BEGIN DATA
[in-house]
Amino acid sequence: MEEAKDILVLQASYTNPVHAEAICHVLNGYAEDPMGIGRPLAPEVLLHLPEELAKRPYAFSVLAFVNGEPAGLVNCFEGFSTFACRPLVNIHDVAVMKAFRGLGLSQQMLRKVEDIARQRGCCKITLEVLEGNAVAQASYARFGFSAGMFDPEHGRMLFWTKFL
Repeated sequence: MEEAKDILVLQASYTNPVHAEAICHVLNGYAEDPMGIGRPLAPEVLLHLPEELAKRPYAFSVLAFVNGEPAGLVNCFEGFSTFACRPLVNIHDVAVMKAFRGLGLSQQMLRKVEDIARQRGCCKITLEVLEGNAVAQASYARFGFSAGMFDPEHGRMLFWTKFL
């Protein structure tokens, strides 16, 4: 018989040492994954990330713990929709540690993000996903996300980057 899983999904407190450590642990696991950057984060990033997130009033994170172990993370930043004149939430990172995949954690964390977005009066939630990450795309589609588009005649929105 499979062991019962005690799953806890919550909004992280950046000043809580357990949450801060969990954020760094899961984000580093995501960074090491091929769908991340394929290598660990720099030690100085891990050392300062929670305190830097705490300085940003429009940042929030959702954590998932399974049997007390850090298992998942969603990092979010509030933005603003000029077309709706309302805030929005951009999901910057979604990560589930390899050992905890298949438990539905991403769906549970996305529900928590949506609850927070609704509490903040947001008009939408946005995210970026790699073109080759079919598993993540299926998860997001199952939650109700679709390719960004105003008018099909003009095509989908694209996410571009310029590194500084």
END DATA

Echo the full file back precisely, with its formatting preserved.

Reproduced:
[in-house]
Amino acid sequence: MEEAKDILVLQASYTNPVHAEAICHVLNGYAEDPMGIGRPLAPEVLLHLPEELAKRPYAFSVLAFVNGEPAGLVNCFEGFSTFACRPLVNIHDVAVMKAFRGLGLSQQMLRKVEDIARQRGCCKITLEVLEGNAVAQASYARFGFSAGMFDPEHGRMLFWTKFL
Repeated sequence: MEEAKDILVLQASYTNPVHAEAICHVLNGYAEDPMGIGRPLAPEVLLHLPEELAKRPYAFSVLAFVNGEPAGLVNCFEGFSTFACRPLVNIHDVAVMKAFRGLGLSQQMLRKVEDIARQRGCCKITLEVLEGNAVAQASYARFGFSAGMFDPEHGRMLFWTKFL
């Protein structure tokens, strides 16, 4: 018989040492994954990330713990929709540690993000996903996300980057 899983999904407190450590642990696991950057984060990033997130009033994170172990993370930043004149939430990172995949954690964390977005009066939630990450795309589609588009005649929105 499979062991019962005690799953806890919550909004992280950046000043809580357990949450801060969990954020760094899961984000580093995501960074090491091929769908991340394929290598660990720099030690100085891990050392300062929670305190830097705490300085940003429009940042929030959702954590998932399974049997007390850090298992998942969603990092979010509030933005603003000029077309709706309302805030929005951009999901910057979604990560589930390899050992905890298949438990539905991403769906549970996305529900928590949506609850927070609704509490903040947001008009939408946005995210970026790699073109080759079919598993993540299926998860997001199952939650109700679709390719960004105003008018099909003009095509989908694209996410571009310029590194500084």